Even more Writing With Dice

Screenshot anime Kawaisou, featuring Sayaka

Telepathy is a pretty nifty psychic power, except when your ability to send thoughts develops before your ability to read them, and you don’t notice until you scare the cute girl. And there’s nothing you can do because the dice decided it. (Picture from the totally unrelated anime Kawaisou.) 

Apart from short breaks for keeping up with my MOOCs at least to some degree, and a day at the local clinic with a pretty harsh heart arrhythmia, my main free time activity is writing books I don’t know until I write them. See my previous post if you want details on how I wrote the previous story this way. I’ll link to it again at the end as well.

I was not perfectly satisfied with the “game mechanics” of my novel. The story overall was interesting to me, but the balance between power and skill was off, making parts of the story drag while others became too predictable. Only as a matter of nuance, not something I could not correct for using my amazing Authorpower. But I decided to make my job easier in the next book by tweaking the balance. More about the mechanics toward the end of the post.


The overall plot is the classic heroic coming-of-age story seen in numerous fantasy novels (Harry Potter probably being among the most famous and well executed, although it dragged on too long for me). Also Smallville the TV series used this concept, despite having a very different flavor, so you can see it is a very generic and flexible macro-plot. The most interesting part for me is one that is usually not given enough airtime, in my opinion, and is also the reason why I frequently create new characters in role playing games. The magical time when the impossible gradually intrudes into the ordinary world: The wizard apprentice casts his first spell; the superhero discovers that he can lift a car. I want to zoom in even more, to include the time when you still tell yourself: “It could be a coincidence”, or “perhaps I just imagined it”, or “there’s got to be a rational explanation for this.”

One thing I learned from role playing games is that you need newbie zones where the challenges are realistic for your power level while you learn your role. In a way, the whole first book for each character is a newbie zone. He meets ordinary human challenges, just more of them than most people around him. This is not a time to deal with natural disasters or bloodthirsty dictators, but the way the hero deals with the baby version of the larger threats give clues as to who he will be when he is ready to put on the cape or the crown.

The first book was put on hold after about 80 000 words. It needs a rewrite and an ending that transitions to the next book, if any, but overall it was a satisfying experience. The next book is at a bit over 45 000 words now and still pretty early, though I may speed up a bit now. It is a new story with a new main character, using the same overall plot but different subplots and new dice throws. Intriguingly, the dice seem to know early on what kind of character I am writing. It is a bit spooky. I even close my eyes when tumbling the dice, and they still create patterns that suit the personality to some degree.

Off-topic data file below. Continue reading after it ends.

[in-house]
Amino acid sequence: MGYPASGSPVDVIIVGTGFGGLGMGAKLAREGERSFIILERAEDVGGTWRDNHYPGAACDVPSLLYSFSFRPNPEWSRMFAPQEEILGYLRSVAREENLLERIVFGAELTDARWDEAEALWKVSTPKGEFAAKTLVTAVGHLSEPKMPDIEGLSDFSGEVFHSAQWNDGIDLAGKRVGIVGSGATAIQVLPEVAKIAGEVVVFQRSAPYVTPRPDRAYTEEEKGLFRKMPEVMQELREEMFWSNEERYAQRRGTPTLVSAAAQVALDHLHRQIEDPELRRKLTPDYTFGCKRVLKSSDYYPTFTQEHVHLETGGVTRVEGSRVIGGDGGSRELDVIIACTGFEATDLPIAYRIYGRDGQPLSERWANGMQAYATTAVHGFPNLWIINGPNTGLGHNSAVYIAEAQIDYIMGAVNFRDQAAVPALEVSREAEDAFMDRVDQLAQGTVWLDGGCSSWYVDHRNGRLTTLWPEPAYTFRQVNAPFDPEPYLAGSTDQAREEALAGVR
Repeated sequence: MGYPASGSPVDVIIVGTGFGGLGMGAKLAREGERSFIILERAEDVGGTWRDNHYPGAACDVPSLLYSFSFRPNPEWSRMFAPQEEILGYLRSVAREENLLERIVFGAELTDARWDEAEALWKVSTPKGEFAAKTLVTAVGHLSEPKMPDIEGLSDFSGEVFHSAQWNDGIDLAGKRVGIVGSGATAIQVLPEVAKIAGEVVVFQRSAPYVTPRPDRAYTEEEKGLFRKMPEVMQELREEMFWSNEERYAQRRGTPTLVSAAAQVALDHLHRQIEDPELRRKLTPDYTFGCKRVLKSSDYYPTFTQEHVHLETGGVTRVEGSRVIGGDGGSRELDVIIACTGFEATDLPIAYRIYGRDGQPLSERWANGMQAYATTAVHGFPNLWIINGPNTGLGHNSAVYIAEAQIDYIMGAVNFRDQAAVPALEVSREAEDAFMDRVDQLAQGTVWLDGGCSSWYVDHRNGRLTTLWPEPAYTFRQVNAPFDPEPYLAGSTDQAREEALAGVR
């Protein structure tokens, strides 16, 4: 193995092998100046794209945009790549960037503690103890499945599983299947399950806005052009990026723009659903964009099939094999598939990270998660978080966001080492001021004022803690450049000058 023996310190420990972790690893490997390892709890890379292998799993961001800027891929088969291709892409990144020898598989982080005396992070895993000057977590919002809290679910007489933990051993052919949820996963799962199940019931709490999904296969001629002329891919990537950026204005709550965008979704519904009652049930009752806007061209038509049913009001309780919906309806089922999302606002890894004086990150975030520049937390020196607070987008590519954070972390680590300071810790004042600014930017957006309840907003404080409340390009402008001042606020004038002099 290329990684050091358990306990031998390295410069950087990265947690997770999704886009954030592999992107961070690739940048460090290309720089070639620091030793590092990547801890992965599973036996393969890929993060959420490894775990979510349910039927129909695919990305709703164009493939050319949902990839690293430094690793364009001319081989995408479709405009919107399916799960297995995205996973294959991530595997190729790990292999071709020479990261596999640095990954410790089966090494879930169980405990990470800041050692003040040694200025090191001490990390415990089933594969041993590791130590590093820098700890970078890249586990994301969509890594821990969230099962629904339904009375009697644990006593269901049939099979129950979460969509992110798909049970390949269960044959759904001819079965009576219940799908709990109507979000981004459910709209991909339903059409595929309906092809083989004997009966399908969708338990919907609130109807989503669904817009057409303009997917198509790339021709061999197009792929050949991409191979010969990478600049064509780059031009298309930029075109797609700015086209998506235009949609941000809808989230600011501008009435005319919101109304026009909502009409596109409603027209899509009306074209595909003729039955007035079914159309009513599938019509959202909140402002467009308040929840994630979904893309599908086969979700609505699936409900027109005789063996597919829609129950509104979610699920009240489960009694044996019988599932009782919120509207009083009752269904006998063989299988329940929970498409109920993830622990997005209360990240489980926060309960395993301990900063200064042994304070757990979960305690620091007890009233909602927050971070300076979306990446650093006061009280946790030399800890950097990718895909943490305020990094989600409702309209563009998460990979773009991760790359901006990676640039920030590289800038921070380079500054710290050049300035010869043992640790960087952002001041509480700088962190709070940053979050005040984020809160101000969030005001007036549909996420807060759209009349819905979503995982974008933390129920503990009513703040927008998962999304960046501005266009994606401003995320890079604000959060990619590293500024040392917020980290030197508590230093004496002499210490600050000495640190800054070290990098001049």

The current book is completely stand-alone and implied to be on a different world, albeit both are very close to our own, alternate timelines that separated from ours only decades ago. The background is the same: A “demigod”, a planeswalker with overwhelming psychic powers, has visited Earth in secret and begotten a boychild to protect the world through the trials to come. He then zips off, leaving his heir to grow up as a normal child, although looking a bit unusual and developing more slowly because of his longer lifespan. (The planeswalker in the two stories is not the same, although the purpose of his visit is.)

In this case, the powers begin to develop at the start of his last year in junior high school (school year ten in Norway, where this book takes place). I have also ramped up slightly the speed at which the powers grow stronger, while ramping down skill growth so that there is a greater element of uncertainty. Even with that, the psychic powers are little more than party tricks for the first year and a half, most of them even longer.


The dice rolls are the same as outlined in my previous entry, but there is now an exception on skill rolls. Up to an actual skill of 12 (as determined by the combination of INTelligence and skill roll) all rolls that begin with 4 (skill group 1) and 5 (skill group 2) increase the skill by one. But once the actual skill is 12, I roll another die. If it shows 6, the one-point increase happens to power level rather than skill. At skill level 13, either 5 or 6 means the point is transferred to power. And so on, although never below 1. Skill will increase more and more slowly over time, until it only rises at 1/6 of early increase. Meanwhile power will increase faster and faster until it scales at 11/6 of early increase. This is more intuitive in the results it yields, as a small increase in power will be very noticeable early on, but less and less so. Meanwhile skill determines the chance to succeed and the level of control, and these should improve rapidly at first and then more slowly. I am pretty happy with this setup so far.

I have also increased the soft limit on all physical stats (not INTelligence) to 20, which is the borderline between human and superhuman. This boosts his physical, seemingly natural abilities relative to the psionic, seemingly supernatural ones. Unlike the gentle healer of the first book, Tormod is a more robust hero and inclined to fight back, which does not necessarily end well even when he succeeds. He has some issues to resolve and lessons to learn before he is ready to save the world, or at least a small corner of it, in a hypothetical sequel.